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We All Need to Be Rescued Sometimes
DISPATCHER: “Request for fire department and first aid at 349 Shady Grove Lane for a general fire alarm activation.”
I hopped into the front passenger seat of the ambulance next to Darren Williams.
“Let’s roll. It’ll probably be a quick one,” he said.
I fastened my seat belt. “Yeah, hopefully it’s a false alarm.”
DISPATCHER: “Update: Owner reports setting off the alarm in error. Roll easy.”
Suddenly, I sat bolt upright as something outside the driver’s side window caught my attention. “Stop the rig!”
Obviously unsure of why I was yelling, Darren slammed on the brakes. Not wasting a second, I jumped out and raced around the front of the ambulance toward the storm drain next to the curb. I dove toward the drain but was too late. Before I could stop him, the last of five tiny golden ducklings fell between the slats of the grate and down into the drainage pipes. The mother mallard stood anxiously nearby, appearing shocked that her precious babies were no longer next to her.
Darren rolled down his window. “What in the world are you doing?”
“Didn’t you see those baby ducks fall down the drain?” I asked Darren
“No, but you need to get back in the rig. We have to go to this call. We can come back afterward,” Darren replied.
“It’s a false alarm. The ducks need us more,” I grumbled. What if the ducklings are injured? What if they get swept away by the time we get back?
I shifted my gaze. The fire trucks were just around the bend in the road. It was hard to tell, but it looked like the firefighters were already packing up their equipment. “Great idea—let’s get there right away.”
As soon as Darren pulled up to the scene, I jumped out and ran over to Chief Watson. Briefly, I explained the situation.
“Lead the way. We’ll follow you there directly.”
Within two minutes, we were back at the storm drain. With a mighty heave, Chief Watson and another firefighter, Paul, successfully removed the heavy metal grid. Paul lay flat on his stomach and reached into the drain. One at a time, he carefully lifted each baby out and counted, “One, two, three, four.”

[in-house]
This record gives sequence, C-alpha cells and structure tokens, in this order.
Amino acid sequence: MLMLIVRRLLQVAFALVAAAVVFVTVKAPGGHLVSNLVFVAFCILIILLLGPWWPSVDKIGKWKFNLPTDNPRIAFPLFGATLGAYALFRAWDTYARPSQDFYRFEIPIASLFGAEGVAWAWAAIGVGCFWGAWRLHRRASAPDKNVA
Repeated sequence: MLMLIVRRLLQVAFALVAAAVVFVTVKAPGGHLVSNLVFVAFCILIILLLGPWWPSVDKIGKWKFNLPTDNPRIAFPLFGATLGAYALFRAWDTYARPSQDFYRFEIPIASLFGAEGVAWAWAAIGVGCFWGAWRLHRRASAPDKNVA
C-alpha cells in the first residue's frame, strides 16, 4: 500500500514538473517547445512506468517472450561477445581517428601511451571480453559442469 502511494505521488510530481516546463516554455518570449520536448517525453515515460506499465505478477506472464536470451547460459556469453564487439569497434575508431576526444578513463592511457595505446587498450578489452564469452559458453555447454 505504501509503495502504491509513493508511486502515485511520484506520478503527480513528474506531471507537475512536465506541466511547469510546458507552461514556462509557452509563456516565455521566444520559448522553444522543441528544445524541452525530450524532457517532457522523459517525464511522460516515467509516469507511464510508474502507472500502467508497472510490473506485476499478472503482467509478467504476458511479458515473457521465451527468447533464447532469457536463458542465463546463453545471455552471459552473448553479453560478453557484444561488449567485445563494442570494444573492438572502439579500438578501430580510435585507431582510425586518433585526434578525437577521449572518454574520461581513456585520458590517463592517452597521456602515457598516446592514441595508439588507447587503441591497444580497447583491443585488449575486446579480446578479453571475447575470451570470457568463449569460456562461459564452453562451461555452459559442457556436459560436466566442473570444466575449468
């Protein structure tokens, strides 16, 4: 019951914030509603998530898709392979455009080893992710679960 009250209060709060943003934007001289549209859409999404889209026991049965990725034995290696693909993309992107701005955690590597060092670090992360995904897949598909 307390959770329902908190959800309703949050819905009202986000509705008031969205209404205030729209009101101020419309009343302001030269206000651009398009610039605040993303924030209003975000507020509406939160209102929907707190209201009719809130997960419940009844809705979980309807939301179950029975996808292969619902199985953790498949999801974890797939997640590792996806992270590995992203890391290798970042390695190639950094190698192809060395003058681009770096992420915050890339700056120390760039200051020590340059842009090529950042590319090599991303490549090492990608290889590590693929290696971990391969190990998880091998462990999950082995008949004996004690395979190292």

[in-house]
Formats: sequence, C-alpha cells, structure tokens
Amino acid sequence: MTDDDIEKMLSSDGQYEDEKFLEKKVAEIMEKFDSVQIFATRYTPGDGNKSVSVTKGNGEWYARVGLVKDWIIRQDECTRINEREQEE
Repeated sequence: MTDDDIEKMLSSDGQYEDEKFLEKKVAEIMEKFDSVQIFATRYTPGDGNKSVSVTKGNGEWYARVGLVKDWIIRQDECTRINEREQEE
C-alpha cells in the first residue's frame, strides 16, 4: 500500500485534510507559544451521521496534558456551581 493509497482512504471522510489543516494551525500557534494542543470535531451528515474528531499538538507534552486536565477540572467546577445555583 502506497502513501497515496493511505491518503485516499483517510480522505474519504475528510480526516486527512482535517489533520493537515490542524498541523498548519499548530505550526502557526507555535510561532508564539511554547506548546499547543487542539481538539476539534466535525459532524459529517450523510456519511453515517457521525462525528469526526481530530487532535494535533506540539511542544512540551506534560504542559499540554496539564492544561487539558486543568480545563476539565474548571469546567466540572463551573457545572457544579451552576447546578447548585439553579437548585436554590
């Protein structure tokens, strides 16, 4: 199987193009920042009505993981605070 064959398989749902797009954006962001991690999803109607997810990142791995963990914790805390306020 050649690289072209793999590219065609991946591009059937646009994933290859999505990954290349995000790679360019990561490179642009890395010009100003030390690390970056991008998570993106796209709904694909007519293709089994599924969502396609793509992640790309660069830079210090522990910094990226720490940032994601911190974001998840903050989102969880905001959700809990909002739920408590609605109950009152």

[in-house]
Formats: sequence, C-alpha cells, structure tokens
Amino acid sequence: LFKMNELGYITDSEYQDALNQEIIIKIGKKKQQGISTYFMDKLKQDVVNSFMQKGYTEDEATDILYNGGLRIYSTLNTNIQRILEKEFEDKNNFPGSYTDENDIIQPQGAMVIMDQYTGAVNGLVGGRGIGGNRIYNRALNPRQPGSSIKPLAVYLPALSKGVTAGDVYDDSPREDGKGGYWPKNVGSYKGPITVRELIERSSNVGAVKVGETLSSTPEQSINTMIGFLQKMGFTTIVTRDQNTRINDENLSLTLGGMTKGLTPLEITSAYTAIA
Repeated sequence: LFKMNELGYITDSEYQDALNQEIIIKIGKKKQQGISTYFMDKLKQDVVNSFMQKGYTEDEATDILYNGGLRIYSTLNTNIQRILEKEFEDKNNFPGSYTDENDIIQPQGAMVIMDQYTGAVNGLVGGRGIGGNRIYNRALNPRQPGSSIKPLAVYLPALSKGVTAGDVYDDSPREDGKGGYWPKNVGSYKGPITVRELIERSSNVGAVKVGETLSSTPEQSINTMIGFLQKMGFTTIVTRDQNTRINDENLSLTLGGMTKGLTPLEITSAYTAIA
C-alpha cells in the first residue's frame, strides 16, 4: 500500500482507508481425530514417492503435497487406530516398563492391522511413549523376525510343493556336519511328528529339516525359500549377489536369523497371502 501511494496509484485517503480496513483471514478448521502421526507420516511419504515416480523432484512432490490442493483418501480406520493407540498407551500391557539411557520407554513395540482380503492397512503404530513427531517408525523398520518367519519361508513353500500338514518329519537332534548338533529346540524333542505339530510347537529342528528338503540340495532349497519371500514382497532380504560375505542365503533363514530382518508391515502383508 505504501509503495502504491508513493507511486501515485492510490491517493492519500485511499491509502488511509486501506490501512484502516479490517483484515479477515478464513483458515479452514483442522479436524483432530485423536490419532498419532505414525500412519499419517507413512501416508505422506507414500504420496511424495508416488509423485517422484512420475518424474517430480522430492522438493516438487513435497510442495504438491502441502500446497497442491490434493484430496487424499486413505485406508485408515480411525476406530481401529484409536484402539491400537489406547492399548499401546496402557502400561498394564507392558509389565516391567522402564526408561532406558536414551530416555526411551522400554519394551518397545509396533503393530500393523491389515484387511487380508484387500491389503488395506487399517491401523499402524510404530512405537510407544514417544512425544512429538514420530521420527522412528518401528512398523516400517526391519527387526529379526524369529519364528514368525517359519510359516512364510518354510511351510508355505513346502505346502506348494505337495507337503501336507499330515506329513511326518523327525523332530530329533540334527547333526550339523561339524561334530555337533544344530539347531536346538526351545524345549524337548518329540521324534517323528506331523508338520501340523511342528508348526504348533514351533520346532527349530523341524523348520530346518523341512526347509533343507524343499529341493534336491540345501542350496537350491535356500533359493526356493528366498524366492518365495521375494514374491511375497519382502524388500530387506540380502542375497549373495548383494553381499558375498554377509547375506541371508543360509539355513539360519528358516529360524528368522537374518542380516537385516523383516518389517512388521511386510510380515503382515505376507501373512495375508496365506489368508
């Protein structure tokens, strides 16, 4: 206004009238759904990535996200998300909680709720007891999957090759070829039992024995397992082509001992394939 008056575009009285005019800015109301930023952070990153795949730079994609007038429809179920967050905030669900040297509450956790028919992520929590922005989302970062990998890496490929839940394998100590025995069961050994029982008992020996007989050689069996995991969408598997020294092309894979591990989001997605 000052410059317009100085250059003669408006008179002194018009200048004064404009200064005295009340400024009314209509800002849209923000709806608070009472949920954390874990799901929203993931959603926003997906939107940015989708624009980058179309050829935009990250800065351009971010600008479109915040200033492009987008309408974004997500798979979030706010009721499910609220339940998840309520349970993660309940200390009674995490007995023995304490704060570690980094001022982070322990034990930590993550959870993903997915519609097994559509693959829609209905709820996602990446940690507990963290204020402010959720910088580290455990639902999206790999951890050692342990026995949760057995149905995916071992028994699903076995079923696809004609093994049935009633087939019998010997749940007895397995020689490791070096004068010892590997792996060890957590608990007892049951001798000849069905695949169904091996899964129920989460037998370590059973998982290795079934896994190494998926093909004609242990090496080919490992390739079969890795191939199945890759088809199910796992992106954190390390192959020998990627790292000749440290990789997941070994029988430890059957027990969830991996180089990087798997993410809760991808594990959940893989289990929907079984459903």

“Uh-oh. There were five,” I said. One tiny duckling was missing. There’s no way I’m leaving one behind. We have to find him.
Standing back up, Paul brushed some dirt off his turnout gear. “We can trace the path of the drainage pipe. It must go under the road.”
Much to my relief, we found where the pipe dumped into a small basin area. There, just a few feet from the end of the pipe, was baby duckling number five.
I lit up with joy. Suddenly, I was reminded of the parable of the lost sheep from Luke 15 as Paul reached into the drainpipe and carefully retrieved the last baby. To a chorus of rousing cheers from onlookers and squad members, he carried the little duckling across the street and reunited him with his family.
The Lord God had formed out of the ground all the wild animals and all the birds in the sky. He brought them to the man to see what he would name them; and whatever the man called each living creature, that was its name. GENESIS 2:19
In Genesis, we learn that God created all the creatures of the earth and sky. By giving them to man to name, he demonstrated we are responsible for them. To this day, saving the baby ducks ranks as one of my very favorite fire calls in which a group of us worked together as a team to rescue a family.
Do you want to experience more real-life rescues of the human variety?